There is nothing we British love more than a good drink, but those wishing to make their TEFL career last more than a matter of weeks should probably avoid teaching whilst intoxicated – it can be a very unpleasant experience for all concerned. As I have confessed previously, when I was younger I used to swan around like a poor man’s bohemian, heavily influenced into equating alcohol abuse with being alluring by devoted lushes such as Dylan Thomas, Jeffrey Bernard, Jim Morrison, Oliver Reed and their ilk, but I was probably most inspired by Charles Bukowski’s alter ego Hank Chinaski’s reflection, “When something good happened, I drank to celebrate. When something bad happened, I drank to forget. When nothing happened, I drank to make something happen.” I was a subscription paying fan of drinking to make something happen.
Unlike in other professions, in TEFL there is no place to hide. There are no corners in which you can quietly sit and nurse a hangover, no steady supply of aspirin and black coffee to ward off the accompanying pain and sloth. My first class given in a state of drunken breeziness occurred after spending a memorable evening in the company of my Welsh friend NPD and a striking blonde girl from Madrid, which ended, as most such evenings did, in the bowels of the underground Swiss Keller Bar in Charminster. As it was located under a restaurant, it possessed a liquor licence that guaranteed unlimited early hours thrills and spills, and as I fantasized that, with every pint, the Spaniard with us was finding me as increasingly attractive as I was finding her womanly lines, I ingested liberally, eventually arriving in NPD’s flat at around five, with classes programmed to begin at nine.
Rudely awoken at eight by the white light streaming through the unclosed curtains, we skipped breakfast and weaved our way to the school in a state of blurred apprehension. My first class was with three middle aged women, all friends from Majorca. Our previous classes had been riotous at times, as they were certainly out for a good time and constantly heckled each others’ efforts to speak Eengleesh. The tone changed on this day, however, as my rapidly deteriorating condition ensured that it was all I could do to sit in front of them and sweat. “Page twenty-two, exercise A,” I croaked, unable to muster the energy to teach them anything. After forty-five minutes of silent endeavour, one of them finally snapped, collected her things and walked out. “I’m going for coffee,” she pouted. Though I suspected that this could be a worrying development, I followed her departure helplessly with my eyes, like somebody struck mute by a sudden and debilitating palsy. I knew I should have tried to follow her and dissuade her from abandoning proceedings, but I didn’t have any strength in my legs.
When the break came at ten to ten, I headed unsteadily for the staff room for ten minutes of quiet respite. As I turned the bend on the stairs, through the window I was alarmed to see NPD hopping into a taxi and being whisked away to an undisclosed location. Far more versed than me in TEFL survival skills, he’d summoned all the energy he could and bounced into the class at nine o’clock, giving it his all for the first period. At the break, he’d retired to the lavatory, hurled exuberantly, then pleaded food poisoning to the Principal and been allowed to leave early. There was no way I’d be allowed to do the same, as there was only ever one teacher on standby. I was going to have to sweat it out alone, quite literally.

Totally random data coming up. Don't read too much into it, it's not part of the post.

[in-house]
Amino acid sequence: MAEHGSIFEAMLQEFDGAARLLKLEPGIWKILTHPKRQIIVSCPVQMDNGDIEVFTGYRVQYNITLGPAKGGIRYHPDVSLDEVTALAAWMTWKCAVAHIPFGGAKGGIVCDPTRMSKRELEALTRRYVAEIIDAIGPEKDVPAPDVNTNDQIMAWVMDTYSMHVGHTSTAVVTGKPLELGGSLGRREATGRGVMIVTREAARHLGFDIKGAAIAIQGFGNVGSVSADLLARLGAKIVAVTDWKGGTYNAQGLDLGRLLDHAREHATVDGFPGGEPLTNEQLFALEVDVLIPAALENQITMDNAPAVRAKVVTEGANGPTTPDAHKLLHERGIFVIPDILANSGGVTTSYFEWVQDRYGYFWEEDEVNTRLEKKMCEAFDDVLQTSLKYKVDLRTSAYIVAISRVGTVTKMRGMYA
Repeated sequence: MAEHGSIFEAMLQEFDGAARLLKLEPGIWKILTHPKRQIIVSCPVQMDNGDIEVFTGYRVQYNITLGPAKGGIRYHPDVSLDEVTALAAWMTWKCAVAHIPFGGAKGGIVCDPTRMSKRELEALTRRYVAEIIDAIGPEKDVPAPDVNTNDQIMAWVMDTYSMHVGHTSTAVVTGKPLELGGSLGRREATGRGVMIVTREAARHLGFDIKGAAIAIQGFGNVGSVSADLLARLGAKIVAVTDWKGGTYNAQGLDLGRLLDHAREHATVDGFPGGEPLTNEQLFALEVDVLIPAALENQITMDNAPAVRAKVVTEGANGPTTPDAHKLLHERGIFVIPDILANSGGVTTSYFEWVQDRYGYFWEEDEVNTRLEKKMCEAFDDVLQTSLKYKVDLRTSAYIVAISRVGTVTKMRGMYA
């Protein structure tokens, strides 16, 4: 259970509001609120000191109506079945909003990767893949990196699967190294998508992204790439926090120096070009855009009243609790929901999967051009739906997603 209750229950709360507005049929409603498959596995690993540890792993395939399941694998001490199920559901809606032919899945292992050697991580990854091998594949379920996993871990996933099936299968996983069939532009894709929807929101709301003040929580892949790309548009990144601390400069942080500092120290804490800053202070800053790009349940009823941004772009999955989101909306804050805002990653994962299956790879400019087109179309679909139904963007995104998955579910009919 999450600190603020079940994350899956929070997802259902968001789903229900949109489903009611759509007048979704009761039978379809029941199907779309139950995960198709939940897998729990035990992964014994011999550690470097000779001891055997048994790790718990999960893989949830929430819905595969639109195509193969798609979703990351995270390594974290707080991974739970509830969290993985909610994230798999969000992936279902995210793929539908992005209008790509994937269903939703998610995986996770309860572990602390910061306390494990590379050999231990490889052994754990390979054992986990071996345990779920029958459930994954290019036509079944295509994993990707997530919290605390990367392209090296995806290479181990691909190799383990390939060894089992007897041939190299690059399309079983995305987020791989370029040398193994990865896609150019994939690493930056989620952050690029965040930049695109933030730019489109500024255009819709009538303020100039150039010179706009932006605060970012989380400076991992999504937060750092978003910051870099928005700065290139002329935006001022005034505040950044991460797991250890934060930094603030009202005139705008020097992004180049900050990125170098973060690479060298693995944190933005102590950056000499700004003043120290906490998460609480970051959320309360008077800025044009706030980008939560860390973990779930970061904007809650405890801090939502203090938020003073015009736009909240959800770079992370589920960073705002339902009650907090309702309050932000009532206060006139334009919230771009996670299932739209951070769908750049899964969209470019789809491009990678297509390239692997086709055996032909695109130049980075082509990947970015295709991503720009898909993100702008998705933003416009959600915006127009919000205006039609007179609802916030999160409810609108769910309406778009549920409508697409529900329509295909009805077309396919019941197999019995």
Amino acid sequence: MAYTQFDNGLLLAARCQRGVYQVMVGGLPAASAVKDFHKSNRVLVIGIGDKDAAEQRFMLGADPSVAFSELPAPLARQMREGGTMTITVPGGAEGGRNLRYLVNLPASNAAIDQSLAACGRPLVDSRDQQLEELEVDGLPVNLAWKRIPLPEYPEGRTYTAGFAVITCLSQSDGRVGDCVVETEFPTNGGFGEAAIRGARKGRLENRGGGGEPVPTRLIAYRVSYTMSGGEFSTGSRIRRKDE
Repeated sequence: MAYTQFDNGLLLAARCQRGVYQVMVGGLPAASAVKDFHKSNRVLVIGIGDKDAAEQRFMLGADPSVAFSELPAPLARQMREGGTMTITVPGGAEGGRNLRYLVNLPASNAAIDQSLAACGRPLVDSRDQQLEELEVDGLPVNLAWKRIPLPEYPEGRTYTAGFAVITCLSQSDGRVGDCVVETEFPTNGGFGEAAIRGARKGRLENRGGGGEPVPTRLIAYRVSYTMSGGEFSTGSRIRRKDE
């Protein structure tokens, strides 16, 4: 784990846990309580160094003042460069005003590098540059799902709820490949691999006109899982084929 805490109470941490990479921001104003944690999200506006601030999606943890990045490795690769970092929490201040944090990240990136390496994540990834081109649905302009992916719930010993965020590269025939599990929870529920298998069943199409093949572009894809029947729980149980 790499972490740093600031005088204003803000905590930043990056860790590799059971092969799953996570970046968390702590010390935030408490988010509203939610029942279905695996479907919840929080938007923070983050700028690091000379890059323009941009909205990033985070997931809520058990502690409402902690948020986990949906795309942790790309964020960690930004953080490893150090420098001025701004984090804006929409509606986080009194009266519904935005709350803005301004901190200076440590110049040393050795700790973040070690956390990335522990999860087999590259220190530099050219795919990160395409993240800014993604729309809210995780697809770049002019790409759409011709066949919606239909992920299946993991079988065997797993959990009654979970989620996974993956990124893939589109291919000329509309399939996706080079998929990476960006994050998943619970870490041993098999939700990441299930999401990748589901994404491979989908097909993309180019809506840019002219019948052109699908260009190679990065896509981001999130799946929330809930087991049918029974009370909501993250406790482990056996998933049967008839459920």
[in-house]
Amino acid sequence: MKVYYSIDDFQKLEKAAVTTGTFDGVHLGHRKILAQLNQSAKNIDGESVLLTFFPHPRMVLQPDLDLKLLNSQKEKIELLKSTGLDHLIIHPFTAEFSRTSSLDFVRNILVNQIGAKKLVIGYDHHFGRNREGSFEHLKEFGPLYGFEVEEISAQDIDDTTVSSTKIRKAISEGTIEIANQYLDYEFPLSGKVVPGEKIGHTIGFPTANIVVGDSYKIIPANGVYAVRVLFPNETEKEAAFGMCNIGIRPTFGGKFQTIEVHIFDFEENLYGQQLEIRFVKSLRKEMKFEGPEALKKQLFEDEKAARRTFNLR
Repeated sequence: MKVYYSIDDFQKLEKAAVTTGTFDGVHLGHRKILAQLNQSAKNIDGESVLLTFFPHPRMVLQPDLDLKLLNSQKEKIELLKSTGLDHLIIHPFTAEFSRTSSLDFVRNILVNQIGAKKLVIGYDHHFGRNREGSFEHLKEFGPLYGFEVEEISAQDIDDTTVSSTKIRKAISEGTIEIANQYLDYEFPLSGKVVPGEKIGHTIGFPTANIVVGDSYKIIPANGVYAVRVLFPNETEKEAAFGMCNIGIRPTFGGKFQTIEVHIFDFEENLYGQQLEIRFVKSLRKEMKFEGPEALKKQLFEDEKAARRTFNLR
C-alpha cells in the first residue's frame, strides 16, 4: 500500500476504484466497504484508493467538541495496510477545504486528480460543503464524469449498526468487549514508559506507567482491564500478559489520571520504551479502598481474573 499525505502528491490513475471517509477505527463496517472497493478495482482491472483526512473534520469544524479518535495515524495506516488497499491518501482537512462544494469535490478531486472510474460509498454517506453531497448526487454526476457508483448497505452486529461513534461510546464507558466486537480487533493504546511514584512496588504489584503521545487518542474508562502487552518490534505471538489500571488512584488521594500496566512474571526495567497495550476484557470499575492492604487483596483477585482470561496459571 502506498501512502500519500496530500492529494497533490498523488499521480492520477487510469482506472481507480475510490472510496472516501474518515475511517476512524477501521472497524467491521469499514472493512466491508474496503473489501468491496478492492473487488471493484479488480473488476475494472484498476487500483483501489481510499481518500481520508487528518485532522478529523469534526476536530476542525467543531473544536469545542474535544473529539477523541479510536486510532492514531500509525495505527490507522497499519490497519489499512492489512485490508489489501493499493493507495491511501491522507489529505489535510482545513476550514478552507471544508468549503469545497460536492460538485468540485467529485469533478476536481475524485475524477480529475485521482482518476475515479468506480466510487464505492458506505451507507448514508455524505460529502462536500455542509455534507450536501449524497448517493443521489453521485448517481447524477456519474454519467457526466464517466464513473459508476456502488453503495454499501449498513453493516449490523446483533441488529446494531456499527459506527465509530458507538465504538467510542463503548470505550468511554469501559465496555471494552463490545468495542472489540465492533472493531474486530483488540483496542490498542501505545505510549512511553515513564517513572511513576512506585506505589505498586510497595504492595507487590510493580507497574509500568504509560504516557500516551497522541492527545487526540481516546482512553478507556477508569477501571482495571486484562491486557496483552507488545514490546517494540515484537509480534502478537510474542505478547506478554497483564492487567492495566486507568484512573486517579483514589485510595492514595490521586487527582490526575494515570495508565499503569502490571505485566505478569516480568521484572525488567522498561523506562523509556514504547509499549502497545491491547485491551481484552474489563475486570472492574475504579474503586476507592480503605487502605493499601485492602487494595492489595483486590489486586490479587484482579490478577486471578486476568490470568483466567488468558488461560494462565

I was thus deprived of a chum with whom to share my considerable suffering, which in peacetime is the nearest us civilians get to experiencing camaraderie. Indeed, much of the enjoyment of binge drinking lies not in the actual consumption of alcohol, but in the mad stories that are revealed during post-bender debriefing sessions. There is always somebody who ended up relieving himself in a wardrobe or woke up in bed with a divorcee with chronic halitosis – getting thrown out of, or not even allowed into, nightspots brings special kudos. Eager to cover my own rather mundane speciality, which was to reach a certain point where I simply had to sleep in a bed, normally my own, and invariably alone, I took to making up stories to delight my partners in lager and lime. “What happened to you last night?” they’d enquire. “Me? The last thing I remember was taking off in pursuit of that blonde with the tattoos, but I reckon I must have fallen down a manhole, because I woke up in a 2-metre waste pipe next to a tramp who thought he was Alfred, Lord Tennyson.”
In fact, the nearest I ever got to having a vaguely amusing anecdote to tell was when I went to a party in somebody’s flat, disappeared whilst on my way to the bathroom and was found, fully clothed, snoozing in a bed belonging to a nightclub bouncer, who was fortunately out at work at the time. Suddenly ravenously hungry, I and my companion stopped at a petrol station and bought a McCain’s Mini Pizza each on the way home, only for the encrusted microwaved topping of mine to skid off amid my drunken fumbling and land upside down on my shoe. Not even sober could I do that again. Anyway, all was well that ended well, as I was able to reattach the separated components and diminish my hunger, in the process somehow avoiding a nasty case of botulism.
Luckily, I had no classes the next day.
Have you ever caught food on your shoe and been drunk enough to eat it anyway? Have you taught whilst drunk? Have you made up stories in order to fit in? Am I as sad as I feel?